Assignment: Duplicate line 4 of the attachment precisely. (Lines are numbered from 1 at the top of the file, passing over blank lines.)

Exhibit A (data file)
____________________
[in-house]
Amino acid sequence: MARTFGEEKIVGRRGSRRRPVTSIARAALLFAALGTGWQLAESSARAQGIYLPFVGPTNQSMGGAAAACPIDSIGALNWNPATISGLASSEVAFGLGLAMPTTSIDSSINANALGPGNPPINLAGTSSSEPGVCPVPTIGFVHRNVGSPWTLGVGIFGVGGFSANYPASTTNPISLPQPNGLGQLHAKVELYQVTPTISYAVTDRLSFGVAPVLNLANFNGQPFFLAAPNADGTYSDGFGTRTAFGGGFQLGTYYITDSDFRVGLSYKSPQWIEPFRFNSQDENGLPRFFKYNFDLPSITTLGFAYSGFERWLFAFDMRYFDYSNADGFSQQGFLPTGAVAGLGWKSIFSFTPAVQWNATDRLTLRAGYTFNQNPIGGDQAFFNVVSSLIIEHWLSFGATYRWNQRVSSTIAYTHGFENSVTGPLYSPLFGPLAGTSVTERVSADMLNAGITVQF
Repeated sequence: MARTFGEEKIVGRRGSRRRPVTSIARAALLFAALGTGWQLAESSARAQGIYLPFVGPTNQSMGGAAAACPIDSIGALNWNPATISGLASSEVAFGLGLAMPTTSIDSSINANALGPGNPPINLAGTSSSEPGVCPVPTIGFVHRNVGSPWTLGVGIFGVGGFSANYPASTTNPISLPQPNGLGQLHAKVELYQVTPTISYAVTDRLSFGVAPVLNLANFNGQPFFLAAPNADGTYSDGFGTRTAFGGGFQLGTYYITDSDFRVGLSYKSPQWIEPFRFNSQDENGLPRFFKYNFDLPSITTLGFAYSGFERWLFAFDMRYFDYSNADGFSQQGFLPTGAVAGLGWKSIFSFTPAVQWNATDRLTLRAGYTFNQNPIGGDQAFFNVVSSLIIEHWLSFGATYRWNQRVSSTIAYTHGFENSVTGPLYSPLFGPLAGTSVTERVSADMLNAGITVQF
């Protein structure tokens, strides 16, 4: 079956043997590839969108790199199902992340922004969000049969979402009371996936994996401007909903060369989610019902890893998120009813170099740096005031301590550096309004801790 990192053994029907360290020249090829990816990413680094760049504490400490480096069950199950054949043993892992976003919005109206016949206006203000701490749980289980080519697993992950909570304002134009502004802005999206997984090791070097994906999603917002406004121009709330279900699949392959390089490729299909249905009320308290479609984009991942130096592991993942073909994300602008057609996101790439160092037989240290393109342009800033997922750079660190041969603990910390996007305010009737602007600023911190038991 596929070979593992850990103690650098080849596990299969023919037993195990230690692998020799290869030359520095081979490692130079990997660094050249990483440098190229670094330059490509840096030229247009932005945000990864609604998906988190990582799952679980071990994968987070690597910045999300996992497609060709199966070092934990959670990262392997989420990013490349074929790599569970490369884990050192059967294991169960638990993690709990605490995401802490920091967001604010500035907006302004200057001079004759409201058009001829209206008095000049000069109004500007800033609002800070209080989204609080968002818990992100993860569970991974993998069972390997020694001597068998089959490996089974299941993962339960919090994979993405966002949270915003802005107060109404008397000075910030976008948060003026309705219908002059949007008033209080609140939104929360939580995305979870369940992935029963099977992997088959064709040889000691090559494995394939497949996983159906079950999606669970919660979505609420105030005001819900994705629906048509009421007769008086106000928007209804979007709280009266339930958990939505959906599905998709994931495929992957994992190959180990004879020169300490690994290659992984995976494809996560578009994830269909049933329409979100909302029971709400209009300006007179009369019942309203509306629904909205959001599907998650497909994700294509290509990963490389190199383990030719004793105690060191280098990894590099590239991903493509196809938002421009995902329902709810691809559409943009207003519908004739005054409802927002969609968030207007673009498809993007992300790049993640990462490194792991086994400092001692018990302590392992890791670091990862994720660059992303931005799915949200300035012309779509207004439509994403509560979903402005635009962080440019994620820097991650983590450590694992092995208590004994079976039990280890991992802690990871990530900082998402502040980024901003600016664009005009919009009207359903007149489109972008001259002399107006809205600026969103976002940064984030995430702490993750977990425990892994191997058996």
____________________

């Protein structure tokens, strides 16, 4: 079956043997590839969108790199199902992340922004969000049969979402009371996936994996401007909903060369989610019902890893998120009813170099740096005031301590550096309004801790 990192053994029907360290020249090829990816990413680094760049504490400490480096069950199950054949043993892992976003919005109206016949206006203000701490749980289980080519697993992950909570304002134009502004802005999206997984090791070097994906999603917002406004121009709330279900699949392959390089490729299909249905009320308290479609984009991942130096592991993942073909994300602008057609996101790439160092037989240290393109342009800033997922750079660190041969603990910390996007305010009737602007600023911190038991 596929070979593992850990103690650098080849596990299969023919037993195990230690692998020799290869030359520095081979490692130079990997660094050249990483440098190229670094330059490509840096030229247009932005945000990864609604998906988190990582799952679980071990994968987070690597910045999300996992497609060709199966070092934990959670990262392997989420990013490349074929790599569970490369884990050192059967294991169960638990993690709990605490995401802490920091967001604010500035907006302004200057001079004759409201058009001829209206008095000049000069109004500007800033609002800070209080989204609080968002818990992100993860569970991974993998069972390997020694001597068998089959490996089974299941993962339960919090994979993405966002949270915003802005107060109404008397000075910030976008948060003026309705219908002059949007008033209080609140939104929360939580995305979870369940992935029963099977992997088959064709040889000691090559494995394939497949996983159906079950999606669970919660979505609420105030005001819900994705629906048509009421007769008086106000928007209804979007709280009266339930958990939505959906599905998709994931495929992957994992190959180990004879020169300490690994290659992984995976494809996560578009994830269909049933329409979100909302029971709400209009300006007179009369019942309203509306629904909205959001599907998650497909994700294509290509990963490389190199383990030719004793105690060191280098990894590099590239991903493509196809938002421009995902329902709810691809559409943009207003519908004739005054409802927002969609968030207007673009498809993007992300790049993640990462490194792991086994400092001692018990302590392992890791670091990862994720660059992303931005799915949200300035012309779509207004439509994403509560979903402005635009962080440019994620820097991650983590450590694992092995208590004994079976039990280890991992802690990871990530900082998402502040980024901003600016664009005009919009009207359903007149489109972008001259002399107006809205600026969103976002940064984030995430702490993750977990425990892994191997058996």